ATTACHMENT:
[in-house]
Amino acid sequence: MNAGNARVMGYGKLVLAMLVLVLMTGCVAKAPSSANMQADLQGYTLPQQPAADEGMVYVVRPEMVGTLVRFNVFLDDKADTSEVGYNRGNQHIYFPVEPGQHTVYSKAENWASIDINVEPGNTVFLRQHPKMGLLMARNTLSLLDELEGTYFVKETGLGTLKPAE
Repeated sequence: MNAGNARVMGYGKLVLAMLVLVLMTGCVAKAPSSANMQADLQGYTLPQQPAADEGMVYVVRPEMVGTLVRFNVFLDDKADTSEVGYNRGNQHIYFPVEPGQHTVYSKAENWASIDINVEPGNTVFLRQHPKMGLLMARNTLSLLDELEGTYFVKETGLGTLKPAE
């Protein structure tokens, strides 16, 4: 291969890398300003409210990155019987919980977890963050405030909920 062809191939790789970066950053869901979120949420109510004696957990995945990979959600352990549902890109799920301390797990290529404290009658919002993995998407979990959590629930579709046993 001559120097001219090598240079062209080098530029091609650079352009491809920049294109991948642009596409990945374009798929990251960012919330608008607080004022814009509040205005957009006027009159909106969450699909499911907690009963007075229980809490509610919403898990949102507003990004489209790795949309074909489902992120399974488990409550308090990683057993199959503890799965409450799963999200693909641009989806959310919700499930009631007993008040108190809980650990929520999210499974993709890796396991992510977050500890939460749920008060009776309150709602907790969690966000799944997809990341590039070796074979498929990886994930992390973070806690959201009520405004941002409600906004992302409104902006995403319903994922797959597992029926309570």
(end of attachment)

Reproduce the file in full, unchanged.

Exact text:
[in-house]
Amino acid sequence: MNAGNARVMGYGKLVLAMLVLVLMTGCVAKAPSSANMQADLQGYTLPQQPAADEGMVYVVRPEMVGTLVRFNVFLDDKADTSEVGYNRGNQHIYFPVEPGQHTVYSKAENWASIDINVEPGNTVFLRQHPKMGLLMARNTLSLLDELEGTYFVKETGLGTLKPAE
Repeated sequence: MNAGNARVMGYGKLVLAMLVLVLMTGCVAKAPSSANMQADLQGYTLPQQPAADEGMVYVVRPEMVGTLVRFNVFLDDKADTSEVGYNRGNQHIYFPVEPGQHTVYSKAENWASIDINVEPGNTVFLRQHPKMGLLMARNTLSLLDELEGTYFVKETGLGTLKPAE
């Protein structure tokens, strides 16, 4: 291969890398300003409210990155019987919980977890963050405030909920 062809191939790789970066950053869901979120949420109510004696957990995945990979959600352990549902890109799920301390797990290529404290009658919002993995998407979990959590629930579709046993 001559120097001219090598240079062209080098530029091609650079352009491809920049294109991948642009596409990945374009798929990251960012919330608008607080004022814009509040205005957009006027009159909106969450699909499911907690009963007075229980809490509610919403898990949102507003990004489209790795949309074909489902992120399974488990409550308090990683057993199959503890799965409450799963999200693909641009989806959310919700499930009631007993008040108190809980650990929520999210499974993709890796396991992510977050500890939460749920008060009776309150709602907790969690966000799944997809990341590039070796074979498929990886994930992390973070806690959201009520405004941002409600906004992302409104902006995403319903994922797959597992029926309570």